Construction of the Assembly Hall began on August 11, 1877. Building began on the southwest corner of Temple Square on the site of what was called the "Old Tabernacle," razed earlier that year. The old structure, an adobe building determined by the Church to be inadequate, was built in 1852 and seated 2500. The "Old Tabernacle" is not to be confused with the still-extant Salt Lake Tabernacle, built in 1867. The domed Tabernacle sits directly North of the Assembly Hall.
During the first two years of construction, the Assembly Hall was confusingly called the "new tabernacle." John Taylor, then President of the LDS Church, cleared up the confusion by naming it the "Salt Lake Assembly Hall" in 1879.
Obed Taylor was commissioned as architect, and designed the structure in Victorian Gothic style, which was popular at the time. Using mostly discarded granite stone from the ongoing construction of the Salt Lake Temple, builder Henry Grow completed construction in 1882 at a total cost of $90,000.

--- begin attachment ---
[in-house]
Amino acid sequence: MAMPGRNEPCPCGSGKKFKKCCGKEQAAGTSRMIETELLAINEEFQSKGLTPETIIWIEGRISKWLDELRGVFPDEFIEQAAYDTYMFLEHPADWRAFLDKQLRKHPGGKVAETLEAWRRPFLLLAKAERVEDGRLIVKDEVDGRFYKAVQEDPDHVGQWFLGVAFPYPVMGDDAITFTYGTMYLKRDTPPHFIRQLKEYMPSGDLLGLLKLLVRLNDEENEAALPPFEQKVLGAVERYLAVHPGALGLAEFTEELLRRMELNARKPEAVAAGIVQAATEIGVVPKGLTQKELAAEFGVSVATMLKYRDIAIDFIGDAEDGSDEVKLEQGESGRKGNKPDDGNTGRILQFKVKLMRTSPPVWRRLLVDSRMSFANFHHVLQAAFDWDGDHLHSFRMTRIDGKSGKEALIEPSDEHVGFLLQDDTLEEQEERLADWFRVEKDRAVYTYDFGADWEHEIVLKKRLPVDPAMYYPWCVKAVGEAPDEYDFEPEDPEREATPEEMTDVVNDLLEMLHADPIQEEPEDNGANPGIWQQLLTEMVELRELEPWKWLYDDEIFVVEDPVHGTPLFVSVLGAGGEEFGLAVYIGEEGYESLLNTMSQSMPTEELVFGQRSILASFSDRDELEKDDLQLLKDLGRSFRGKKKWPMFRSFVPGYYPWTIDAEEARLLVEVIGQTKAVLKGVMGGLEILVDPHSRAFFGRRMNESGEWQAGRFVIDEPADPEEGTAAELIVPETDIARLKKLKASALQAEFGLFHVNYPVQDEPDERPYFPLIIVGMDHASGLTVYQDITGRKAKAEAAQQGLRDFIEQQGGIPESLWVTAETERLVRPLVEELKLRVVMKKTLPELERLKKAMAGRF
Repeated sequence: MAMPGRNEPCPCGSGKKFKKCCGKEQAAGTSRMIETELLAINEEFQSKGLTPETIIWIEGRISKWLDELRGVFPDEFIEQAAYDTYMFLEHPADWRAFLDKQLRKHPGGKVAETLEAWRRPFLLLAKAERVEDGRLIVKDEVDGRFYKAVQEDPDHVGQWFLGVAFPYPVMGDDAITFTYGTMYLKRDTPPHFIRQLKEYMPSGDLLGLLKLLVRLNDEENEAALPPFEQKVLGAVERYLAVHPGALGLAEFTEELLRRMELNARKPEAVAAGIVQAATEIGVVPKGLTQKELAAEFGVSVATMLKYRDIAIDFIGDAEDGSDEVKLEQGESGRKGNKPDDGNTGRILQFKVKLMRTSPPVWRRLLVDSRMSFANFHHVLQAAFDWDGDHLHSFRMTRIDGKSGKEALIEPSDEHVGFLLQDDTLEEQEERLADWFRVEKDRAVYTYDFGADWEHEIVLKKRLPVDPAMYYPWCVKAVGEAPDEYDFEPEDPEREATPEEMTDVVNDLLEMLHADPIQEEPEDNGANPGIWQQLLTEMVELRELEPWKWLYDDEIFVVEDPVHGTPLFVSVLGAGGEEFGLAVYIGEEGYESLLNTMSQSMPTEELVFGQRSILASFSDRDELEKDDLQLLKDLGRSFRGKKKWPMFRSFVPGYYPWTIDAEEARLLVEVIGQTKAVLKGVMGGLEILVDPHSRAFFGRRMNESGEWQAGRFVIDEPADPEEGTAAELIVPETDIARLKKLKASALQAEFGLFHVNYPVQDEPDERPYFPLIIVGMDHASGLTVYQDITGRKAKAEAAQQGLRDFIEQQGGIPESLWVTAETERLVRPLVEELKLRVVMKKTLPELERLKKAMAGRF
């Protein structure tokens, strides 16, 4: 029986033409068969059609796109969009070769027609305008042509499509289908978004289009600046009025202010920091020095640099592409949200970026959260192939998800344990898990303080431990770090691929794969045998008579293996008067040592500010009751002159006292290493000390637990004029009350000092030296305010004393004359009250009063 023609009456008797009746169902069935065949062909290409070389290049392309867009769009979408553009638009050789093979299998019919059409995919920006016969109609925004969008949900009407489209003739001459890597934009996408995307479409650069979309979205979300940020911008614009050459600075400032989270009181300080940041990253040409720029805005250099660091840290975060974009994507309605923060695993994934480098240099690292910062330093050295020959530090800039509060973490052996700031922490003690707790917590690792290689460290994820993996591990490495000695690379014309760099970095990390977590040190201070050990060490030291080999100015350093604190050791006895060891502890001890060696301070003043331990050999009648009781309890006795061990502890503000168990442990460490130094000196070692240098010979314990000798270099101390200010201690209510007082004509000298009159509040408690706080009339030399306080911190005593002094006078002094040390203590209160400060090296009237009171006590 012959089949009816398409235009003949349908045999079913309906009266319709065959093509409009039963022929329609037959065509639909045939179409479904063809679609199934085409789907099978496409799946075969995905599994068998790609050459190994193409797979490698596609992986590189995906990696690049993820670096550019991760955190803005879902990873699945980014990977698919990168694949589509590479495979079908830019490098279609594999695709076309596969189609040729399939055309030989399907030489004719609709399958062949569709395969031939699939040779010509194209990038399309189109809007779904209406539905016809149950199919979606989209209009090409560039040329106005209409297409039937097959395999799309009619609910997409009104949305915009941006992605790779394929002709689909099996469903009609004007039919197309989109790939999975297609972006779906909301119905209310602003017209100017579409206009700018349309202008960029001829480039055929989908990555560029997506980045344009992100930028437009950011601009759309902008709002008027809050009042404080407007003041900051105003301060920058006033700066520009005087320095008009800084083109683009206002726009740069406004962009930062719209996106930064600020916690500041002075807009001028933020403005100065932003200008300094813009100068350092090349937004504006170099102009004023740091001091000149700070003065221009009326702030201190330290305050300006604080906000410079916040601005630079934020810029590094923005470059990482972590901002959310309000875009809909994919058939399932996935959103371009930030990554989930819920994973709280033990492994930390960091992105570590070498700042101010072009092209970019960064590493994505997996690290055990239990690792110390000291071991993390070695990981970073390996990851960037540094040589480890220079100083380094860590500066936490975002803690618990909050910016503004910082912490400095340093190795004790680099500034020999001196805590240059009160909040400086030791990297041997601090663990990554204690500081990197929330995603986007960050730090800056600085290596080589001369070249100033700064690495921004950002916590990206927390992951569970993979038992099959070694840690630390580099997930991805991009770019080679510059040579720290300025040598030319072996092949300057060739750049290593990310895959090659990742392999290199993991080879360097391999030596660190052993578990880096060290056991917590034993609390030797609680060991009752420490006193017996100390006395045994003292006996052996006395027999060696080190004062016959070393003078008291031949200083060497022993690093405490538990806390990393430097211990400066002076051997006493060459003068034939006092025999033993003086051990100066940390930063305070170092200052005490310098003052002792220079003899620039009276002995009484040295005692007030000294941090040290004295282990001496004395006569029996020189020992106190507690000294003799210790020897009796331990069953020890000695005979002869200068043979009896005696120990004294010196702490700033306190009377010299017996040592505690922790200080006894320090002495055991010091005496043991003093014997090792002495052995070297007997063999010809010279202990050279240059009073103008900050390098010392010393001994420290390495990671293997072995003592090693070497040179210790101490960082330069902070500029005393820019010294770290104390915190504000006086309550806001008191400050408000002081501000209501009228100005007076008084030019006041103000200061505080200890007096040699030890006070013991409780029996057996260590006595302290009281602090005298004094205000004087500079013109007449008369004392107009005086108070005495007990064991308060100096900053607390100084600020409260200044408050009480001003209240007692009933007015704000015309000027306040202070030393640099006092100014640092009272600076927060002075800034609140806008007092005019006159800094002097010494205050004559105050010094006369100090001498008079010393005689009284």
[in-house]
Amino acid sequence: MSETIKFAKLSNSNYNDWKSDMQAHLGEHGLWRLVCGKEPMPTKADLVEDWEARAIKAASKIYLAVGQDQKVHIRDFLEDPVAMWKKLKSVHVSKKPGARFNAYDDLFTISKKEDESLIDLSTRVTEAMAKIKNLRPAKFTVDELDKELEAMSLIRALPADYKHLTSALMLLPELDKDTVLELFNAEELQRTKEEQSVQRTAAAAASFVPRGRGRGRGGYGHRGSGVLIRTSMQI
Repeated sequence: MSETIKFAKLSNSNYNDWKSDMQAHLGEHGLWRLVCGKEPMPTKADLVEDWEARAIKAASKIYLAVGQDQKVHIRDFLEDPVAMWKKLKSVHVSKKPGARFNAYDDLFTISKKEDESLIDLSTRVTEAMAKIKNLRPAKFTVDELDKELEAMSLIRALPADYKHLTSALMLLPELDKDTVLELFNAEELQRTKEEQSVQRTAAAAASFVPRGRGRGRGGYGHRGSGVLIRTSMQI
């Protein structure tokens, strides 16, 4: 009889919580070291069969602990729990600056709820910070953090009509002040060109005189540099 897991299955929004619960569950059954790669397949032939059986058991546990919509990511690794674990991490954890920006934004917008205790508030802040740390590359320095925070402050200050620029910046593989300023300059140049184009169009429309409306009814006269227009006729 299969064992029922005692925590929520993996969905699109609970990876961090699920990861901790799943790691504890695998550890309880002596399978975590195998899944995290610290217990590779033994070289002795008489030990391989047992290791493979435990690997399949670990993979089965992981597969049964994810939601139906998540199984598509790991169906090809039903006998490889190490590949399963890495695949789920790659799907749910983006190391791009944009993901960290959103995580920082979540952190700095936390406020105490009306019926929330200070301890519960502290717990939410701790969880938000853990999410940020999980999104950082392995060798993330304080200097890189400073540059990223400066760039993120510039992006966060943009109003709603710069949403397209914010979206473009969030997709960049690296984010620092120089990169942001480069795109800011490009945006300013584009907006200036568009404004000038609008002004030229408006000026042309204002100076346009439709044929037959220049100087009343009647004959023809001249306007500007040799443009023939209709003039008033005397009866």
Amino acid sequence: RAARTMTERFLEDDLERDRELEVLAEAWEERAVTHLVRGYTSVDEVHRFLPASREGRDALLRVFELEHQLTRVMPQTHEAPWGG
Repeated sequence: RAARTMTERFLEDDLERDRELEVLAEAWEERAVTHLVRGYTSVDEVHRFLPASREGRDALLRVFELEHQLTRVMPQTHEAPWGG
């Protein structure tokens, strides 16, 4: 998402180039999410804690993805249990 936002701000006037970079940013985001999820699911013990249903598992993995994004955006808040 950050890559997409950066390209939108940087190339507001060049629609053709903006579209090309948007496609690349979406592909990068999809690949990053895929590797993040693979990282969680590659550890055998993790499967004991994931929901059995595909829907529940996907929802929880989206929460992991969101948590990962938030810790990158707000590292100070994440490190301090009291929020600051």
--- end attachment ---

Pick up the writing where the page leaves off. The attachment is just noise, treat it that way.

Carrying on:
The most comprehensive renovations occurred from 1979 to 1983 to correct structural weaknesses in the building's tower and roof trusses. While rebuilding the tower, each of the Hall's 24 spires were replaced with fiberglass moldings. Additionally, all the softwood benches were refinished, and a new 3,489 pipe organ was installed. Acoustics in the building were enhanced by installing hundreds of small speakers. (*)